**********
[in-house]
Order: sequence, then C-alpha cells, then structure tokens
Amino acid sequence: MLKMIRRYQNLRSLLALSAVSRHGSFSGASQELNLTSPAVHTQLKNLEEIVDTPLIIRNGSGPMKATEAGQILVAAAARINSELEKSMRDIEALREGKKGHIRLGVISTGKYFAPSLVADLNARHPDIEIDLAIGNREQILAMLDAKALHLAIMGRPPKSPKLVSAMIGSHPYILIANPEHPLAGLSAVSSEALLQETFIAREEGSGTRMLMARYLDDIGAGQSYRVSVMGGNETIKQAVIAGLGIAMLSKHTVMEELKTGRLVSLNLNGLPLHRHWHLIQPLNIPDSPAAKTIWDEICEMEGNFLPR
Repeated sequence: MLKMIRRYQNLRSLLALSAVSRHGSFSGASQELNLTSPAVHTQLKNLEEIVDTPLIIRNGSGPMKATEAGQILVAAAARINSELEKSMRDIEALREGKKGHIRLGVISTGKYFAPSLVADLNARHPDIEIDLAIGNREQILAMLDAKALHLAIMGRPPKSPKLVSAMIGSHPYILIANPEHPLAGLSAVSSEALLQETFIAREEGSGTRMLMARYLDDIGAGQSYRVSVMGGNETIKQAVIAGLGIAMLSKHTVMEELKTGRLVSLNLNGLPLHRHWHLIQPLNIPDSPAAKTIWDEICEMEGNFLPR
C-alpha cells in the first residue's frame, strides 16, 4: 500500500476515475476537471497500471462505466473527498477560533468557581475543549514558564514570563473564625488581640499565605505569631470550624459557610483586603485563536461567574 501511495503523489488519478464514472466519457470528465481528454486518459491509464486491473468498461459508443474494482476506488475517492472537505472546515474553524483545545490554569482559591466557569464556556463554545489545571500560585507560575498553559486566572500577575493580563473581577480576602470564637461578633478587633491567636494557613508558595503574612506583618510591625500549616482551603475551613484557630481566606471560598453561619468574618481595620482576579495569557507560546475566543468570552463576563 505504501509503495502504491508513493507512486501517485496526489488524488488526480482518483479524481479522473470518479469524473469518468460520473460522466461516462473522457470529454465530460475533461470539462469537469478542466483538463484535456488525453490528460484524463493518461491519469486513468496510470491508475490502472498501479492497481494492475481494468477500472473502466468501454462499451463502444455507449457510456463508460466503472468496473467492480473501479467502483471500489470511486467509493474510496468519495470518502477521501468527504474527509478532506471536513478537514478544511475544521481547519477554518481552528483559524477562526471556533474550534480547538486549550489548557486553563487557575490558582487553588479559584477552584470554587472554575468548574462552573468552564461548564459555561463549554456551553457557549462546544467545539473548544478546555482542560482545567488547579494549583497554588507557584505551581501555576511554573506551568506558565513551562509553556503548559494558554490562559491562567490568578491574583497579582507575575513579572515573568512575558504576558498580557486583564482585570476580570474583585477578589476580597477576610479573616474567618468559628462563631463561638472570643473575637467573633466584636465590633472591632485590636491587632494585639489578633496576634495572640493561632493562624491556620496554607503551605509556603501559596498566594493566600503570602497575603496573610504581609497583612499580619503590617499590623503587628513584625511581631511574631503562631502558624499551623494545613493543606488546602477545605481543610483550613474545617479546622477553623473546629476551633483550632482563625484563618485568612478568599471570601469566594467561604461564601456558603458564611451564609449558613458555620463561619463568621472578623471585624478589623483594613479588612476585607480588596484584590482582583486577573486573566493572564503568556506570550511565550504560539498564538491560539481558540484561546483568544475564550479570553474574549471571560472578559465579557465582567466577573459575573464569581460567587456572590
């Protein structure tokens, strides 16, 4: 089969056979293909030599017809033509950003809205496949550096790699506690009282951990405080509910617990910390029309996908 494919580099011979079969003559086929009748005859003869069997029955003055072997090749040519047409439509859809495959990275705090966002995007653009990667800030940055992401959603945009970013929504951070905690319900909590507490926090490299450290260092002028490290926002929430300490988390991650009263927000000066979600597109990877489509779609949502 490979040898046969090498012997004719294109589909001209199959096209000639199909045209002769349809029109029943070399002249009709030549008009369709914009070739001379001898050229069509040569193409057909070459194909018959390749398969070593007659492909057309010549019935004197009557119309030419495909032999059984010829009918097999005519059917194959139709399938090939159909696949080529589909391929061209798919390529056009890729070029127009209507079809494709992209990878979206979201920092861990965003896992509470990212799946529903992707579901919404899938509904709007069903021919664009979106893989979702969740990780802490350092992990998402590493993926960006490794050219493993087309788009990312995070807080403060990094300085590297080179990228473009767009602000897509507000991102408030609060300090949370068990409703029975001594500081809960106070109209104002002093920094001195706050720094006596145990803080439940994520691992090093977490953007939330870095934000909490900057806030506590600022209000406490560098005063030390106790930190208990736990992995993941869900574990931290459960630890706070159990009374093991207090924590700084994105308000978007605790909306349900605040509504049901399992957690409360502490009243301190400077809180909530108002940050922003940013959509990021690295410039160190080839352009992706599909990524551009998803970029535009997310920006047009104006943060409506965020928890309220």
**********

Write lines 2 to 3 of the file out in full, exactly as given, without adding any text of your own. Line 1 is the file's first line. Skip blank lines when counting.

Order: sequence, then C-alpha cells, then structure tokens
Amino acid sequence: MLKMIRRYQNLRSLLALSAVSRHGSFSGASQELNLTSPAVHTQLKNLEEIVDTPLIIRNGSGPMKATEAGQILVAAAARINSELEKSMRDIEALREGKKGHIRLGVISTGKYFAPSLVADLNARHPDIEIDLAIGNREQILAMLDAKALHLAIMGRPPKSPKLVSAMIGSHPYILIANPEHPLAGLSAVSSEALLQETFIAREEGSGTRMLMARYLDDIGAGQSYRVSVMGGNETIKQAVIAGLGIAMLSKHTVMEELKTGRLVSLNLNGLPLHRHWHLIQPLNIPDSPAAKTIWDEICEMEGNFLPR